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Cohabitation and the Purchase of a Home

4.02.20 Posted By Alison Anders Uncategorized

Cohabitation in the U.S. is on the rise. According to the National Center for Family and Marriage Research, the number of middle-aged Americans cohabiting has doubled in the past 25 years. In fact, among those ages 18-24, cohabitation is now more prevalent than living with a spouse. Thus, it should come as no surprise that an increasing number of cohabitants are jointly purchasing residences.

Interestingly, statistics demonstrate that cohabiting couples have a separation rate five times that of married couples. What most unmarried co-owners do not know is that it can be complicated to divide property interests upon uncoupling. Because ordinary community property laws are inapplicable, non-spouse couples are forced to bring suit in civil court if agreements cannot be reached regarding the division of their residence.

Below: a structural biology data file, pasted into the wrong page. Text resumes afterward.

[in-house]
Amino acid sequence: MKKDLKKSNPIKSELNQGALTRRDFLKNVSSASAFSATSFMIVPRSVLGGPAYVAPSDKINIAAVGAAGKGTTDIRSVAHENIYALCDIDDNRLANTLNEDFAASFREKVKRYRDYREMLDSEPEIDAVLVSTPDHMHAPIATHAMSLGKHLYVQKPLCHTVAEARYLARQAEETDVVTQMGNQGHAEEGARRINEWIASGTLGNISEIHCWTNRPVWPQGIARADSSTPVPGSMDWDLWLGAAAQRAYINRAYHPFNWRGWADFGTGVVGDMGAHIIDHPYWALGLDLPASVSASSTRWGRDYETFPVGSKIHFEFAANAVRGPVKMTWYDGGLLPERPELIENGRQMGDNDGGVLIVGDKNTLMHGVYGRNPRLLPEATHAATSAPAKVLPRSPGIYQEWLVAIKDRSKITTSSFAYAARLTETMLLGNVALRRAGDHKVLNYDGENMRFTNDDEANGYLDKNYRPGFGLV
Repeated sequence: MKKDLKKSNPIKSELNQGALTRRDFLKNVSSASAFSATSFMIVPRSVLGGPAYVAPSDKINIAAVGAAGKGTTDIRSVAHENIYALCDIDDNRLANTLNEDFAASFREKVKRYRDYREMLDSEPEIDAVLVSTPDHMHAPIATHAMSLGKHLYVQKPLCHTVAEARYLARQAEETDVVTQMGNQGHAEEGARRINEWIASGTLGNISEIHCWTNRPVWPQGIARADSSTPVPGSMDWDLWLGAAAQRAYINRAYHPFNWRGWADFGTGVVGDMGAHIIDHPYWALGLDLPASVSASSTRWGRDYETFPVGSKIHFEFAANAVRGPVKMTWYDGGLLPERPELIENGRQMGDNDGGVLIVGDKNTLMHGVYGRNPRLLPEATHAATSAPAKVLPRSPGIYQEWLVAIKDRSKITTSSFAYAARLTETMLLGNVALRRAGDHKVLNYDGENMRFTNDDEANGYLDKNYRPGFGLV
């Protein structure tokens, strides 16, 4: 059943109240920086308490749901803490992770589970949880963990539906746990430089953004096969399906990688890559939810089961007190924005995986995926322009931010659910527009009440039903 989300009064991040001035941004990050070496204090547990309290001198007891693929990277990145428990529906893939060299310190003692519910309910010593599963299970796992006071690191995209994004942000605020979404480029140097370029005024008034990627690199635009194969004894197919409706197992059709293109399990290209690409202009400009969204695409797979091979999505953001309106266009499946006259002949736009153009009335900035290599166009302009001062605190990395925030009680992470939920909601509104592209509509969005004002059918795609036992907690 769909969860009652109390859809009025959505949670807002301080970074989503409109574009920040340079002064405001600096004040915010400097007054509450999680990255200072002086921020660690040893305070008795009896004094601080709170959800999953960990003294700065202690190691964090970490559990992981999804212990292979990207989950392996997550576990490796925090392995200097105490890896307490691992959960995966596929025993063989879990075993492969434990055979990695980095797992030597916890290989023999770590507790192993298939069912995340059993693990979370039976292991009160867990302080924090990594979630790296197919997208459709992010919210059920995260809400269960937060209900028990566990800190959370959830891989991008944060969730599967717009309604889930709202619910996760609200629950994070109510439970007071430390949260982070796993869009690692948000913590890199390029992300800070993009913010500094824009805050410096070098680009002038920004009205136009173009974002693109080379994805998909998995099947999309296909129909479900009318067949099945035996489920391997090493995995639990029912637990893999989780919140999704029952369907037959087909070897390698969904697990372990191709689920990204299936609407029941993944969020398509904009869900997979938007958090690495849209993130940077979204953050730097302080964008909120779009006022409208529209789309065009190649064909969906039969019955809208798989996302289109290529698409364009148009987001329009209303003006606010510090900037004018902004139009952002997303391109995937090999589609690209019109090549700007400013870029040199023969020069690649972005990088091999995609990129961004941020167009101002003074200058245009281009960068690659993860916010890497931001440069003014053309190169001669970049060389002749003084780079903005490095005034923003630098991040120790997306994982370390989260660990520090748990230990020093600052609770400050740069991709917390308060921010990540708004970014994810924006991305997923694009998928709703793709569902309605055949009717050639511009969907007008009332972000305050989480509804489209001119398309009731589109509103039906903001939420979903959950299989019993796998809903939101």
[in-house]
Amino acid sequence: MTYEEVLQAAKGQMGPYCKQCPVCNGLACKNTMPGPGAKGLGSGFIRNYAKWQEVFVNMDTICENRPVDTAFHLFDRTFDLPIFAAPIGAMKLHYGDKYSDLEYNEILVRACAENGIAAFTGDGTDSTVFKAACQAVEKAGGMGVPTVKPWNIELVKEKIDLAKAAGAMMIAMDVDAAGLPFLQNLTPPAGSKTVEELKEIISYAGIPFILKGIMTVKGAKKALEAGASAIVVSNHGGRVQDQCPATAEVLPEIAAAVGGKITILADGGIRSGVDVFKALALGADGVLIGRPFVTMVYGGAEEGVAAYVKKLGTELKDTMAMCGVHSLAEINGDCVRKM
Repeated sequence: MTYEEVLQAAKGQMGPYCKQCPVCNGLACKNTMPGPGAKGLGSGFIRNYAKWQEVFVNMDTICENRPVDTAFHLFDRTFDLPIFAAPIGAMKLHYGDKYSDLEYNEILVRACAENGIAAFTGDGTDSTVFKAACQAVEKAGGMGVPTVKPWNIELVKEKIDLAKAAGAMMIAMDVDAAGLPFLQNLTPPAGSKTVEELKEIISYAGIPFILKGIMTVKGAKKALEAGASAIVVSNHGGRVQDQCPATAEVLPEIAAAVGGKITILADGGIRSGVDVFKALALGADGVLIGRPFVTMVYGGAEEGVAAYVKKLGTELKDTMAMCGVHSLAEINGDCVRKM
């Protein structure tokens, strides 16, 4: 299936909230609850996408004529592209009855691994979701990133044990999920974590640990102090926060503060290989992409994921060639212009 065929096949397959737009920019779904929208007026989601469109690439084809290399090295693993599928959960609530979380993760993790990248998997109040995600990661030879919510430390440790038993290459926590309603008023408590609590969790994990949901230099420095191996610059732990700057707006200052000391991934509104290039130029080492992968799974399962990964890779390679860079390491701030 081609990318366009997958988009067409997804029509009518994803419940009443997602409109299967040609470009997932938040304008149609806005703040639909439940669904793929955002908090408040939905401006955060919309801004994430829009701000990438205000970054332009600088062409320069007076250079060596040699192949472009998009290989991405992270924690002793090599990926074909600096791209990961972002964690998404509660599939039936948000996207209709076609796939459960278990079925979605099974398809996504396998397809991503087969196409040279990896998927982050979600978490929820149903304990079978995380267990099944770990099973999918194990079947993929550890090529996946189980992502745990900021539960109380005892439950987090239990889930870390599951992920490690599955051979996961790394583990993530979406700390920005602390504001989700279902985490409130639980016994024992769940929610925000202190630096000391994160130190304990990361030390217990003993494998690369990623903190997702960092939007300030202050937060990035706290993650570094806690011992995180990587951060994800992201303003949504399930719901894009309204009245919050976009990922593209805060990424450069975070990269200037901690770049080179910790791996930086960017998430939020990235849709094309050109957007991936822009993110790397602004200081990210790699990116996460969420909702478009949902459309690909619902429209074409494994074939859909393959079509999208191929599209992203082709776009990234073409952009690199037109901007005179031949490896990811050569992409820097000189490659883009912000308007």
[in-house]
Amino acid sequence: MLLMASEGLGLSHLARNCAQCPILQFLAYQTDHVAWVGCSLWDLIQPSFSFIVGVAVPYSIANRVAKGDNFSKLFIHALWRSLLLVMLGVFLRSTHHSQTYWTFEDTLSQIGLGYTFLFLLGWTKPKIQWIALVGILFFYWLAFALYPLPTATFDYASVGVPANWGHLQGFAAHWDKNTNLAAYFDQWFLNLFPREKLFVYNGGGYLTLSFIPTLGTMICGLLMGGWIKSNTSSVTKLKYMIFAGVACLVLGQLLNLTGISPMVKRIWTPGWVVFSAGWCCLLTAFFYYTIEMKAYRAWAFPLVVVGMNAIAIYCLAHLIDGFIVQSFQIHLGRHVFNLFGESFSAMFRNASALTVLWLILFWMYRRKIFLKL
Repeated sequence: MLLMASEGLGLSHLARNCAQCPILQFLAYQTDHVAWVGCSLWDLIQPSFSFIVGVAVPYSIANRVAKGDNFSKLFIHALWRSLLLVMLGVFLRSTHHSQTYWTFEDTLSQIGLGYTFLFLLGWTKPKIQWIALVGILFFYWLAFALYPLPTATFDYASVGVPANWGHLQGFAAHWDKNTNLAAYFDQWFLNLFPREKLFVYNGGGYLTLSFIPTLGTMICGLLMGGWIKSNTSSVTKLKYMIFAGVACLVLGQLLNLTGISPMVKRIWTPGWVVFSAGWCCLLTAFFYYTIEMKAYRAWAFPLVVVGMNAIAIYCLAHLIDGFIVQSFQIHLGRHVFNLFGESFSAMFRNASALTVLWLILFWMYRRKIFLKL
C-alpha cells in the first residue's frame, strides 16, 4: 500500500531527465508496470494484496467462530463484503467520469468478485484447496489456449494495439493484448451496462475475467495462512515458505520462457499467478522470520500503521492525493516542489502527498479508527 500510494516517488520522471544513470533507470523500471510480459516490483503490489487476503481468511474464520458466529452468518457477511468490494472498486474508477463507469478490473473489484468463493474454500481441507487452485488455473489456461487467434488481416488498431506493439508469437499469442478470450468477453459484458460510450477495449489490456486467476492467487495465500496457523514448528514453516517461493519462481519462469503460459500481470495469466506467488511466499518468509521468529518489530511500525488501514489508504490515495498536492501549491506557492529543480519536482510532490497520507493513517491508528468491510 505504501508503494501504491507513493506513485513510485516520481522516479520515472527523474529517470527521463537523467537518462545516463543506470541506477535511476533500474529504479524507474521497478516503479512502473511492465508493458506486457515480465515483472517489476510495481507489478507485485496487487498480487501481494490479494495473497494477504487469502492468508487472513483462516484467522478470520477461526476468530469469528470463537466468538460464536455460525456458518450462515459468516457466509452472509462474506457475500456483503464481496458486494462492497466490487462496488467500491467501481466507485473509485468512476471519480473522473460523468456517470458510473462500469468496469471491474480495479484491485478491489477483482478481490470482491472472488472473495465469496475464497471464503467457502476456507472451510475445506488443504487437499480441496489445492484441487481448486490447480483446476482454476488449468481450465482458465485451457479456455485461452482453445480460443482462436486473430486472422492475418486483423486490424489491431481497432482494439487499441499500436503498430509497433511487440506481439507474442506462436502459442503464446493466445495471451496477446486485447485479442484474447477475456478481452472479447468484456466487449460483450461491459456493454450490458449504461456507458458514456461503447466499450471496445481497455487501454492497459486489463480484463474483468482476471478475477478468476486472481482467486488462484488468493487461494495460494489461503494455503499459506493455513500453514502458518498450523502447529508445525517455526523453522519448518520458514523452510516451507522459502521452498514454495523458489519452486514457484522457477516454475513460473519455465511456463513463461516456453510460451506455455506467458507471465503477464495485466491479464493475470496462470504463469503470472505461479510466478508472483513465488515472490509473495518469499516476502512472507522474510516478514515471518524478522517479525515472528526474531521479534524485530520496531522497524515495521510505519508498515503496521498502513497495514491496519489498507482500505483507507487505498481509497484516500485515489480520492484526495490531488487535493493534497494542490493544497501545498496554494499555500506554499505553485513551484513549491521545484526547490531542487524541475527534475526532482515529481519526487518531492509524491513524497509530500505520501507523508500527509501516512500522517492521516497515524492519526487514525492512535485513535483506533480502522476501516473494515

Luckily, you can avoid a contentious Chandler family lawsuit by entering into a legally binding agreement regarding the residence. In drafting these contracts for clients, we address:

  • Whether one party contributed a greater share to the purchase price and, if so, if/how they should be reimbursed upon uncoupling.

  • How mortgage payments, HOA dues, insurance, taxes, and other associated costs should be shared during cohabitation.

  • What will occur in the event of uncoupling, including whether the residence should be sold or awarded to one party, timing of sale or either party vacating the residence, how equalization of equity and repayment should be addressed, timing and other refinance requirements if applicable, and what will occur in the event of other disputes over the residence.

  • Any other unique circumstances

The benefits of executing a contract far outweigh any associated costs. If you’ve read previous articles, I’m a believer in defining certainty for yourself and your partner. Not only does this promote healthy boundaries in relationships, but it also serves to avoid months, maybe even years, of financial and emotional strain during litigation.